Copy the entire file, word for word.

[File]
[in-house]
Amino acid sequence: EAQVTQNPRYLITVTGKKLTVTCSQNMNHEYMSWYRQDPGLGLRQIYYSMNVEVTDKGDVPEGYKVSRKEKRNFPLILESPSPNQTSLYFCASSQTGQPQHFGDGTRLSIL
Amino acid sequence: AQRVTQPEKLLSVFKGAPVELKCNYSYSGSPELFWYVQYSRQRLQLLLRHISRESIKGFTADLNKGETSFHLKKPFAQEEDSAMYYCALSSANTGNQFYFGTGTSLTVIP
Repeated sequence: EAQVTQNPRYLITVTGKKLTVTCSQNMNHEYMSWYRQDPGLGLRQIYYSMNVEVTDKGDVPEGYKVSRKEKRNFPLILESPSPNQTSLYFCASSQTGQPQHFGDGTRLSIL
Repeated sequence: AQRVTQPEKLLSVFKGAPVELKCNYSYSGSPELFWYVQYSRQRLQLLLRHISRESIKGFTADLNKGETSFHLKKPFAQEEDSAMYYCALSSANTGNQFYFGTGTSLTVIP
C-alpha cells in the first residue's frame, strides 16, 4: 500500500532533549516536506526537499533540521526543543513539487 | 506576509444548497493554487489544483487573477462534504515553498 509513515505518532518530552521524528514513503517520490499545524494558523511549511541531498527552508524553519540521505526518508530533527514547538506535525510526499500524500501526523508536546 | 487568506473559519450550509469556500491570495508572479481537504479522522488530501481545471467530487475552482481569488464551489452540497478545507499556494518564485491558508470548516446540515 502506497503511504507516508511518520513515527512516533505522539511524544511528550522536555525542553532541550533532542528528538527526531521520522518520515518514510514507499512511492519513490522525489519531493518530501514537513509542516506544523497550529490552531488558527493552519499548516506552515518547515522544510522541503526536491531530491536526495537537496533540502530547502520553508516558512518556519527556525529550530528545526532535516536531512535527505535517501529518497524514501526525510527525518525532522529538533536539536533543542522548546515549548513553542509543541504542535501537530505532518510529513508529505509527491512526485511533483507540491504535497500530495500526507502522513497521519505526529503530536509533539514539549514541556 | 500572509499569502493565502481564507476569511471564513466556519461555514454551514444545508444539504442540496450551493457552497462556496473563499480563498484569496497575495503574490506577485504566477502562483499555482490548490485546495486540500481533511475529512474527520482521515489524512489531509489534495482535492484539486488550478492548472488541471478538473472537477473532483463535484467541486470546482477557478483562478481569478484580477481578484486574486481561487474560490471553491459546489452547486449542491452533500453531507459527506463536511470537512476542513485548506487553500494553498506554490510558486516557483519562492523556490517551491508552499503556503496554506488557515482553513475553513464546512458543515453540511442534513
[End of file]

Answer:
[in-house]
Amino acid sequence: EAQVTQNPRYLITVTGKKLTVTCSQNMNHEYMSWYRQDPGLGLRQIYYSMNVEVTDKGDVPEGYKVSRKEKRNFPLILESPSPNQTSLYFCASSQTGQPQHFGDGTRLSIL
Amino acid sequence: AQRVTQPEKLLSVFKGAPVELKCNYSYSGSPELFWYVQYSRQRLQLLLRHISRESIKGFTADLNKGETSFHLKKPFAQEEDSAMYYCALSSANTGNQFYFGTGTSLTVIP
Repeated sequence: EAQVTQNPRYLITVTGKKLTVTCSQNMNHEYMSWYRQDPGLGLRQIYYSMNVEVTDKGDVPEGYKVSRKEKRNFPLILESPSPNQTSLYFCASSQTGQPQHFGDGTRLSIL
Repeated sequence: AQRVTQPEKLLSVFKGAPVELKCNYSYSGSPELFWYVQYSRQRLQLLLRHISRESIKGFTADLNKGETSFHLKKPFAQEEDSAMYYCALSSANTGNQFYFGTGTSLTVIP
C-alpha cells in the first residue's frame, strides 16, 4: 500500500532533549516536506526537499533540521526543543513539487 | 506576509444548497493554487489544483487573477462534504515553498 509513515505518532518530552521524528514513503517520490499545524494558523511549511541531498527552508524553519540521505526518508530533527514547538506535525510526499500524500501526523508536546 | 487568506473559519450550509469556500491570495508572479481537504479522522488530501481545471467530487475552482481569488464551489452540497478545507499556494518564485491558508470548516446540515 502506497503511504507516508511518520513515527512516533505522539511524544511528550522536555525542553532541550533532542528528538527526531521520522518520515518514510514507499512511492519513490522525489519531493518530501514537513509542516506544523497550529490552531488558527493552519499548516506552515518547515522544510522541503526536491531530491536526495537537496533540502530547502520553508516558512518556519527556525529550530528545526532535516536531512535527505535517501529518497524514501526525510527525518525532522529538533536539536533543542522548546515549548513553542509543541504542535501537530505532518510529513508529505509527491512526485511533483507540491504535497500530495500526507502522513497521519505526529503530536509533539514539549514541556 | 500572509499569502493565502481564507476569511471564513466556519461555514454551514444545508444539504442540496450551493457552497462556496473563499480563498484569496497575495503574490506577485504566477502562483499555482490548490485546495486540500481533511475529512474527520482521515489524512489531509489534495482535492484539486488550478492548472488541471478538473472537477473532483463535484467541486470546482477557478483562478481569478484580477481578484486574486481561487474560490471553491459546489452547486449542491452533500453531507459527506463536511470537512476542513485548506487553500494553498506554490510558486516557483519562492523556490517551491508552499503556503496554506488557515482553513475553513464546512458543515453540511442534513